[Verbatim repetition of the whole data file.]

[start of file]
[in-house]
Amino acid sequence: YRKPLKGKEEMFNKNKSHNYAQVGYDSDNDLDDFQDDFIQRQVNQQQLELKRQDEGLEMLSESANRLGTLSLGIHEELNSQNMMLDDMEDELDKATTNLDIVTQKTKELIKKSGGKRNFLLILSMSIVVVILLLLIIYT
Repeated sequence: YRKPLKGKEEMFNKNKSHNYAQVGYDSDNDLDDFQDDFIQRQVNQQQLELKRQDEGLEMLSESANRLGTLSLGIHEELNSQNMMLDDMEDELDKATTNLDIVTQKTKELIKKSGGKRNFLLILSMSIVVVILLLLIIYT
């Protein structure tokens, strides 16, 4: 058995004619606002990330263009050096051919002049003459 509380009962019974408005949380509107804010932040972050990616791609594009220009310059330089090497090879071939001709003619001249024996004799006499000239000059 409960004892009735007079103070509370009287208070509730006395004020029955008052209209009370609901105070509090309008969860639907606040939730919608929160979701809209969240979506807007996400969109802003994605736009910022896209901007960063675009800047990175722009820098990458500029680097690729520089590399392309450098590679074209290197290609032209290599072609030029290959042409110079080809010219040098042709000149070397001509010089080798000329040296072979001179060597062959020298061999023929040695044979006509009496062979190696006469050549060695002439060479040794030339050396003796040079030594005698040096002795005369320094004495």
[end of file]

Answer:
[in-house]
Amino acid sequence: YRKPLKGKEEMFNKNKSHNYAQVGYDSDNDLDDFQDDFIQRQVNQQQLELKRQDEGLEMLSESANRLGTLSLGIHEELNSQNMMLDDMEDELDKATTNLDIVTQKTKELIKKSGGKRNFLLILSMSIVVVILLLLIIYT
Repeated sequence: YRKPLKGKEEMFNKNKSHNYAQVGYDSDNDLDDFQDDFIQRQVNQQQLELKRQDEGLEMLSESANRLGTLSLGIHEELNSQNMMLDDMEDELDKATTNLDIVTQKTKELIKKSGGKRNFLLILSMSIVVVILLLLIIYT
């Protein structure tokens, strides 16, 4: 058995004619606002990330263009050096051919002049003459 509380009962019974408005949380509107804010932040972050990616791609594009220009310059330089090497090879071939001709003619001249024996004799006499000239000059 409960004892009735007079103070509370009287208070509730006395004020029955008052209209009370609901105070509090309008969860639907606040939730919608929160979701809209969240979506807007996400969109802003994605736009910022896209901007960063675009800047990175722009820098990458500029680097690729520089590399392309450098590679074209290197290609032209290599072609030029290959042409110079080809010219040098042709000149070397001509010089080798000329040296072979001179060597062959020298061999023929040695044979006509009496062979190696006469050549060695002439060479040794030339050396003796040079030594005698040096002795005369320094004495």